Future Islands with Silicon

  • Saturday 16 December 2017
    Tickets on sale now – AAA Ticketing

You saw them at Laneway, and it was awesome.
Or you missed them at Laneway, and you were super, super bummed.
The time to repent for your misdeeds has arrived!

"Samuel T Herring, Future Islands’ crooner and gymnastic centrepiece, has just picked himself up off the floor. “It took 1,070 shows to fall the f*** off the stage,” he says. “Don’t worry, I’m okay.” It’s an occupational hazard for Herring, who fronts the band with boundless energy and a menagerie of dance moves." - The Independent

"It takes all of five songs for Samuel T Herring’s checked shirt to transition from ironed fabric to sodden dishrag. Future Islands’ frontman looks as though he has just crawled on to a beach after a boating accident – wild-eyed, gesticulating, drenched. To list Herring’s many antics over the course of the set feels like a cheap shot, reducing to mere spectacle a complex and footnoted ritual of menace, suffering, libido and joy. But it all goes irrevocably soggy on A Dream of You And Me – a song from 2014’s Singles album – when he starts Cossack dancing, and then licking his own arms. After some fine robot moves in the encore, Herring jokes that he hasn’t attempted them on stage since about 2004."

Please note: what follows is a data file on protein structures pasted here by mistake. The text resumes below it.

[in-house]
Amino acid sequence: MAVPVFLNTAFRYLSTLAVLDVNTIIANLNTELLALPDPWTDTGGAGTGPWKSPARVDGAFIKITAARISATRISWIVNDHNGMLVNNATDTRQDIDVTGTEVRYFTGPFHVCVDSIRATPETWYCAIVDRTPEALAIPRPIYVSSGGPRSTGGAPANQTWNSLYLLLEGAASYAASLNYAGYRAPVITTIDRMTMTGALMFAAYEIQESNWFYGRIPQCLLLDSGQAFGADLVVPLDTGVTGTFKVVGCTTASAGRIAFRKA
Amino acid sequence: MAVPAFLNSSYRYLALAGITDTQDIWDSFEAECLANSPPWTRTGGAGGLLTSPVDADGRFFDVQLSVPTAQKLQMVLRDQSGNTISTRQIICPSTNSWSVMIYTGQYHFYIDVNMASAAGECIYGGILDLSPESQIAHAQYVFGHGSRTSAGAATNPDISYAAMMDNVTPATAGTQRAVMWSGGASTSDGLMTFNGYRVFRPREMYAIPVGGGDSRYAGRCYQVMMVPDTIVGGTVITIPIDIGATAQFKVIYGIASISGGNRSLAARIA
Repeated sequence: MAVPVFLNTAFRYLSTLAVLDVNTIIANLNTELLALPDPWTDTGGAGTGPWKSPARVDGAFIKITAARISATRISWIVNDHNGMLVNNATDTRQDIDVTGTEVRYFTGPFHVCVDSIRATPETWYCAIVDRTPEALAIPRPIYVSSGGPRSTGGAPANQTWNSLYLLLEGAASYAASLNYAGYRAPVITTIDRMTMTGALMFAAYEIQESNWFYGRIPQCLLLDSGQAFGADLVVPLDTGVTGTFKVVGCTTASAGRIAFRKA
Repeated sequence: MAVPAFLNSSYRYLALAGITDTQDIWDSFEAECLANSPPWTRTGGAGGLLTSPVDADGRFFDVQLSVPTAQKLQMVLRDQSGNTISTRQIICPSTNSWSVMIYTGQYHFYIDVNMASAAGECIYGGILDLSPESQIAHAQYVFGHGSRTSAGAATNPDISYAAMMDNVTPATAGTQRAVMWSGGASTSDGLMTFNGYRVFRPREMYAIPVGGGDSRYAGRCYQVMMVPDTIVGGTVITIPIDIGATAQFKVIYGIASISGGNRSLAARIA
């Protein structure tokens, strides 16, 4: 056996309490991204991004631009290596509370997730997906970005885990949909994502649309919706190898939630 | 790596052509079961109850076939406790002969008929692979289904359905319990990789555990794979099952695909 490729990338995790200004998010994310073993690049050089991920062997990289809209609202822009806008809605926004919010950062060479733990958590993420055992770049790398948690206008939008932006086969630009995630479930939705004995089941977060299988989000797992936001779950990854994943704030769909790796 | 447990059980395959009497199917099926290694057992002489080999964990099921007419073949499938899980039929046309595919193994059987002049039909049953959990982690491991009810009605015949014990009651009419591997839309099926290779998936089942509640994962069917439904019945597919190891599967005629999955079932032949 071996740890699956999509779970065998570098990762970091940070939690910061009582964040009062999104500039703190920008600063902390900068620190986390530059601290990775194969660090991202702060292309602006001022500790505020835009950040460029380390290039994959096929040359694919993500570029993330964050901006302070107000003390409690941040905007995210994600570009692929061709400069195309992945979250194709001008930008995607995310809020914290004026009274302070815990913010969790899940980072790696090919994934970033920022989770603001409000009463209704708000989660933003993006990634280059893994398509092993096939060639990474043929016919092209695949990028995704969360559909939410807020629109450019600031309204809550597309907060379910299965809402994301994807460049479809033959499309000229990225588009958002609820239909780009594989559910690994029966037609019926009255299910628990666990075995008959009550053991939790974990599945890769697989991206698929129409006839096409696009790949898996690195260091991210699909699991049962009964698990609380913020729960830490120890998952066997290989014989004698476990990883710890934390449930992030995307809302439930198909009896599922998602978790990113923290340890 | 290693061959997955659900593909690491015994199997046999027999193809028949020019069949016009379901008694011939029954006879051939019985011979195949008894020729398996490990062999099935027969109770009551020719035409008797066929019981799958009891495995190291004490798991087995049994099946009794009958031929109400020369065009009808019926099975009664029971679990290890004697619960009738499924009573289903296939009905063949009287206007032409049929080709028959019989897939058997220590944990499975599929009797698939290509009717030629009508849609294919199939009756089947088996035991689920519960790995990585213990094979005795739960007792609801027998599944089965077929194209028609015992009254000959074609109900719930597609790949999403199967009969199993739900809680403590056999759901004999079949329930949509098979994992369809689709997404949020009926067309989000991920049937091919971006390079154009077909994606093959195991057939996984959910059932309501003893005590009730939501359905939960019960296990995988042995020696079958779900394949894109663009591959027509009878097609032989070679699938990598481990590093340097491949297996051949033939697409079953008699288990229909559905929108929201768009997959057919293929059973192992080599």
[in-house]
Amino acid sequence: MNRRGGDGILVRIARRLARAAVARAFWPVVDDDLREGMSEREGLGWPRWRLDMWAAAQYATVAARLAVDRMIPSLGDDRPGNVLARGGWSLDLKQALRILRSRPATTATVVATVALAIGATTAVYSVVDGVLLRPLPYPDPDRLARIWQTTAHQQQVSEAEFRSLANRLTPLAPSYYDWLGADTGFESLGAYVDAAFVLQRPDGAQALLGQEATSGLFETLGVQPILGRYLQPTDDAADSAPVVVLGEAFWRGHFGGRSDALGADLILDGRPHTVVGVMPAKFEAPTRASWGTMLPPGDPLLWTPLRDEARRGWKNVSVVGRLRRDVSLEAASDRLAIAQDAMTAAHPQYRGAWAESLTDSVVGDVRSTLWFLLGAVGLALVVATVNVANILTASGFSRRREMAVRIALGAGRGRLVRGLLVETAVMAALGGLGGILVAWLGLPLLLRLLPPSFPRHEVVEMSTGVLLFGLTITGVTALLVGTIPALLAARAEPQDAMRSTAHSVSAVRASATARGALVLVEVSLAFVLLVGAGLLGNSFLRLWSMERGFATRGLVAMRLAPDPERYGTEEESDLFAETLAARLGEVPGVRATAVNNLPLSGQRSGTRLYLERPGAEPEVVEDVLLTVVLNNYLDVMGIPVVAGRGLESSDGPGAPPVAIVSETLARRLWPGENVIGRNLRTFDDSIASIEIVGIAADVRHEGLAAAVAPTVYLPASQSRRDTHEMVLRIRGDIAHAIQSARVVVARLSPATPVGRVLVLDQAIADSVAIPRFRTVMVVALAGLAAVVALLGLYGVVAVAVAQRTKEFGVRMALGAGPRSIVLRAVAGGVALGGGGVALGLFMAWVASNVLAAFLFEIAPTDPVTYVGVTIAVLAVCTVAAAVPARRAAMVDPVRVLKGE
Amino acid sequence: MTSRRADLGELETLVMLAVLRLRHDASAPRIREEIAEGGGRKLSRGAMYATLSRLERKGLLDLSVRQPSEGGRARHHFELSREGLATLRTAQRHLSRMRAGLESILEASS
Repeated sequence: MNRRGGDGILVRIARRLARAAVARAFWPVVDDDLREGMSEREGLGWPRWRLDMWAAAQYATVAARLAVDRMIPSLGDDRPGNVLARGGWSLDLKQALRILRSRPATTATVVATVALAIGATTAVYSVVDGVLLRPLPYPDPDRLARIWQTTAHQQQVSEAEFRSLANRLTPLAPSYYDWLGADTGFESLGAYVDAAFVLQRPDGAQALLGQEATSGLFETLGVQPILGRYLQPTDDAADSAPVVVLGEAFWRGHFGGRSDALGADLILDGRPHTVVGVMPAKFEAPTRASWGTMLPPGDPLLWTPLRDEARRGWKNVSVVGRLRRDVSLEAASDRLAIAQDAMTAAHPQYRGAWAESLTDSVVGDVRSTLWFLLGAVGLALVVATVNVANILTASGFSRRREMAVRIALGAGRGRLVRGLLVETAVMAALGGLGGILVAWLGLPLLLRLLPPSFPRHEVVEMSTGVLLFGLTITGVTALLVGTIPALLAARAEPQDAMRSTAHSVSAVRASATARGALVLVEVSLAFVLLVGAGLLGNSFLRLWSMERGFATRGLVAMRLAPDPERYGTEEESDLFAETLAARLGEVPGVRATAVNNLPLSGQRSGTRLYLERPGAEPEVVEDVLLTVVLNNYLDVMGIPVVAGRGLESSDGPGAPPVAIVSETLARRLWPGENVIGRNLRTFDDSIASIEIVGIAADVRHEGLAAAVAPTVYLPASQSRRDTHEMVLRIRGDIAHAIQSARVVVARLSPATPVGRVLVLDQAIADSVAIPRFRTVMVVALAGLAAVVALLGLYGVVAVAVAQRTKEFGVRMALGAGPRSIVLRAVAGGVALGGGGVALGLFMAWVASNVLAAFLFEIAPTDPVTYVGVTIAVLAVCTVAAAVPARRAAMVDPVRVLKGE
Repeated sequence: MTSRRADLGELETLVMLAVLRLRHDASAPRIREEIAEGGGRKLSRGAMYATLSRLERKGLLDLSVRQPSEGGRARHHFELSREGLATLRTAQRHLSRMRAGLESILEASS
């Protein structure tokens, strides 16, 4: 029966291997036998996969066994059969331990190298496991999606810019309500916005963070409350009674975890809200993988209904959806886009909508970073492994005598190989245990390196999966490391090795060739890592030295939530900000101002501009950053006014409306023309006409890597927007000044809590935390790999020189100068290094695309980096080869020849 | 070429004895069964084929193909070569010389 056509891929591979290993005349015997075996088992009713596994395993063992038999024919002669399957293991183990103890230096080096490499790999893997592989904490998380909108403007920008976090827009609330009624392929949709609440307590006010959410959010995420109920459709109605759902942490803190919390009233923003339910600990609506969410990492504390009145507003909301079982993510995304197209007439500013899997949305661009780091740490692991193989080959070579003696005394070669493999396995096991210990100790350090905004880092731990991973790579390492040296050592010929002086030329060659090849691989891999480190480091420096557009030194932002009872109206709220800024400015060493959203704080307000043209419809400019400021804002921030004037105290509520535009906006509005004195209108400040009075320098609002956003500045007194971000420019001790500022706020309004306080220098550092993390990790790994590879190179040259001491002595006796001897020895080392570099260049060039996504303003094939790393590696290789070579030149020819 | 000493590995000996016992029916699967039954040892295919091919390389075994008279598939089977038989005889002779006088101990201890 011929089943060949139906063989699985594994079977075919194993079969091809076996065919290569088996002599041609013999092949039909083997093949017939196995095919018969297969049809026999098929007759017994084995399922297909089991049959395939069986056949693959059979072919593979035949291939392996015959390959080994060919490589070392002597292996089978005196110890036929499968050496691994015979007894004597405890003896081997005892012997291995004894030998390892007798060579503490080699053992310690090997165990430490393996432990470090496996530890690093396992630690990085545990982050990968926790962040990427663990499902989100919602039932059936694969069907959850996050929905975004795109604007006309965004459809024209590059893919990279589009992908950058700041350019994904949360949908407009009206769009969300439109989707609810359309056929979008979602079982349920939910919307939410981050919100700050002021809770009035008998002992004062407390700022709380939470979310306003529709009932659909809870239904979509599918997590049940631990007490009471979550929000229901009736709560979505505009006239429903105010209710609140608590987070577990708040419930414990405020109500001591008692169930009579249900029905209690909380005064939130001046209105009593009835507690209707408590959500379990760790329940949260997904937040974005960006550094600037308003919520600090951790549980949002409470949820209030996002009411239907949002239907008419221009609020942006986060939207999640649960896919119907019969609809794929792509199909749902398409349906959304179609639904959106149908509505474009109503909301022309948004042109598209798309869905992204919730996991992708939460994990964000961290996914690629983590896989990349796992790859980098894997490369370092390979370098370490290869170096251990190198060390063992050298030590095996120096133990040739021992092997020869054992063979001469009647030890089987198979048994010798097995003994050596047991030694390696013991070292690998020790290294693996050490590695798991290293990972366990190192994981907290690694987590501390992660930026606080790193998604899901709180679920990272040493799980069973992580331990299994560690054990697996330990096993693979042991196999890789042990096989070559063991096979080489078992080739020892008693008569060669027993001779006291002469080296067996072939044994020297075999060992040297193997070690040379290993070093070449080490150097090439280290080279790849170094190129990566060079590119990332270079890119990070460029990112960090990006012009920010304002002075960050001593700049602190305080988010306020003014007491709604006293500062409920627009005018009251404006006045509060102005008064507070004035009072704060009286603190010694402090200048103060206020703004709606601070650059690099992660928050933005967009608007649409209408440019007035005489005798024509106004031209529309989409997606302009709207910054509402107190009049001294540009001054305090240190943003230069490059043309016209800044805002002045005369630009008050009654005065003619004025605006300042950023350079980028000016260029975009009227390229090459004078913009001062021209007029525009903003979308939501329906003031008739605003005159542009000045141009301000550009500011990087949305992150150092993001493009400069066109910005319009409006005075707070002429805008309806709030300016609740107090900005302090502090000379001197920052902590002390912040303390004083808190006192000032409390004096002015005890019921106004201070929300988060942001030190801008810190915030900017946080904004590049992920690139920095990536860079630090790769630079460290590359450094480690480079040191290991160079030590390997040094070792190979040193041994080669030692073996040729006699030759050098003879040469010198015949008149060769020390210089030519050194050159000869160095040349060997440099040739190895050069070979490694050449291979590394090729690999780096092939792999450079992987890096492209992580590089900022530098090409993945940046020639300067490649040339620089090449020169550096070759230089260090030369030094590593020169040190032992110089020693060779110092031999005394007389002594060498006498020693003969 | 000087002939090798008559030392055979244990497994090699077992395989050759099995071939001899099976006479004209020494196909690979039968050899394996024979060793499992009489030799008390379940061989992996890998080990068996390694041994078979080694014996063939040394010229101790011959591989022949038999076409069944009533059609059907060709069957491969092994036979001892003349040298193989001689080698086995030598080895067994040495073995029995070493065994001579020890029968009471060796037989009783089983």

- The Guardian

Future Islands' Fifth album, The Far Field, features the best set of songs yet: both an emotional summation of the themes they've explored over the past decade and a further distillation of their signature art-pop sound. It's the first Future Islands record featuring live drums by Michael Lowry, who joined the band prior to their viral performance of "Seasons" on Letterman, and whose energy propels the band's sound to new heights. With Congleton's production and string and horn arrangements by Patrick McMinn, The Far Field finds Future Islands crafting soundscapes larger and more opulent than ever before, as sonically lush and expansive as they are lyrically raw and direct. "Shadows," a stunner of a duet between Herring and Blondie's Debbie Harry, offers a naked look at heartache, finding hope and power in facing pain and personal flaws head-on.